October 1, 2019
If you’re like most designers and engineers, your new product workflow is something like this: You gather requirements and turn those into a spec. From that spec, you create a preliminary design, perhaps in CAD, but maybe on a napkin. You review that design with the important stakeholders and then dive into the deeper details.
Somewhere before production, but after you’ve created a full-up CAD model, you send it off for validation. Maybe to an internal resource bureau, where you compete for test and/or simulation resources. It could be an outside service, where they do it for a fee. The problem is that this happens so close to production start. Any changes recommended by the validation team at this point could delay the whole timetable; you have to think hard before making them.
But it doesn’t have to be this way. A new generation of technologies is making simulation and test more accessible than ever. In fact, these tools may drive your team to rethink its processes.
The traditional workflow I just described grew out of the fact that simulation used to be done by specialists who had expensive hardware and software. Because of its cost and the need to keep it fully occupied, CAE became a central resource that was shared by a number of product or platform groups. In many companies, a test function was aligned to simulation, since it was also a shared resource with expensive assets. Scheduling time with these experts became a bottleneck and hindered innovation. Its valuable input was often too late.
You still need these simulation experts, but real-time (or near real-time) simulation technology on the market now, combined with much better user interfaces and cheap, available compute power, can radically change design workflows.
If you didn’t have this backward-looking process in place and could invent one instead, it would probably look more like this: you would use CAE to validate our earliest concepts against requirements before you spend significant resources on any one design idea. You’d use simulation, as well as virtual reality, visualizations, cost models, preliminary manufacturing line design and other techniques to explore each concept as thoroughly as possible before deciding on the one or two that are worth pursuing. Only then would you get to detailed design, relying on input from simulation, production, customer panels and so on. It would truly be the best alternative you could choose to meet the requirements.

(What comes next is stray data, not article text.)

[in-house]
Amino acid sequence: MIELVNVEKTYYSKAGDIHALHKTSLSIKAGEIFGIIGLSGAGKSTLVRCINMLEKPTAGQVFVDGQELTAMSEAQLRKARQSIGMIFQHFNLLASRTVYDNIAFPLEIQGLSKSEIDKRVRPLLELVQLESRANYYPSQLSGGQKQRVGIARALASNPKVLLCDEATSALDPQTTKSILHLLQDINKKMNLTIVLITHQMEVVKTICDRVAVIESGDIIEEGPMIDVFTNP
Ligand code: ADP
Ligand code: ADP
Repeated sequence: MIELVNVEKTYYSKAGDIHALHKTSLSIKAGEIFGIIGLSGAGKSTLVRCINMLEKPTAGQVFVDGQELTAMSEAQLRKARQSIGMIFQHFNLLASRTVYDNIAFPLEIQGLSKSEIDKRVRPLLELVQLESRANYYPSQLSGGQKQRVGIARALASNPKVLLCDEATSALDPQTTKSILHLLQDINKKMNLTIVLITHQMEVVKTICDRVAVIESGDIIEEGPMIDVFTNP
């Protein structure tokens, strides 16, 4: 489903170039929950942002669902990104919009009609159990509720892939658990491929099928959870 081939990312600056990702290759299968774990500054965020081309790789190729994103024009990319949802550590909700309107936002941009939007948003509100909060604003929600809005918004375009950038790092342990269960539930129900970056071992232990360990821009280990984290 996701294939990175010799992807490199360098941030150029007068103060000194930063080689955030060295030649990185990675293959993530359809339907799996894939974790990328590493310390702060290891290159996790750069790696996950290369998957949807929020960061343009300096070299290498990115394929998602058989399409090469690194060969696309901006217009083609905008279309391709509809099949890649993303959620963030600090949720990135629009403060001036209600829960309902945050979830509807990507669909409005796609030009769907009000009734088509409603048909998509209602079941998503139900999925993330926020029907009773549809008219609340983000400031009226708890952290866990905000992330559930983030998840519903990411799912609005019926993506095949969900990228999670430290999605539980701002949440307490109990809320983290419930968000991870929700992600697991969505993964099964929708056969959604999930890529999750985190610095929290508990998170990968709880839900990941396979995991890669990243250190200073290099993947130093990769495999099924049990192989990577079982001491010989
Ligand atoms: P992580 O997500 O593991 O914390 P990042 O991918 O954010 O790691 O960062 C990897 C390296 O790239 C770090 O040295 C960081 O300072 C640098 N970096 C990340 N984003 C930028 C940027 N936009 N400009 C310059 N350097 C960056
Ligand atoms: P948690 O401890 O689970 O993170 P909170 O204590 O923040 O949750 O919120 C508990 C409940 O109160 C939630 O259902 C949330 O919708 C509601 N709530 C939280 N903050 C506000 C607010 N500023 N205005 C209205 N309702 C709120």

Moving from the traditional process to this more modern, CAE-centric view isn’t easy. Here’s how to start:
- Recognize that because technology has changed, so must your workflow. Simulating early saves time and money, and lets you spend your limited resources on the best alternatives.
- New tools, such as generative design and real-time simulation, require training. You could just learn as you go, but you will miss out on nuances that will make you more efficient and better able to set up simulations and interpret results.
- You may have to create job titles to suit these new responsibilities. People doing more work should be paid more, and that upsets a lot of apple carts.
- Your enterprise needs to value the input from these super-designers. They may not yet be as skilled as the experts in the simulation group, but their results are important, too. You might try pairing a designer with a simulation expert; both will learn about the tools and techniques, and figure out what works best.
- Real-time simulation usually trades off speed and accuracy. Be sure you understand this and can work with these limitations. And no matter how you get to your final design, be sure to simulate it one last time.
Integrating simulation earlier into a design process means stepping out of historical workflows and embracing new technology and work patterns. Rather than simulating at the very end, use CAE as often as is right for you: design space exploration in concept design; real-time simulation in detailed design; and, then, just before production, do a product verification run. The end result will be worth it. Your products will be more creative and more fit for purpose.
About the AuthorMonica Schnitger
Monica Schnitger is the founder, president and principal analyst of Schnitger Corporation. She has developed industry forecasts, market models and market statistics for the CAD/CAM,CAE, PLM, GIS, infrastructure and architectural / engineering / construction and plant design software markets since 1999.Follow DE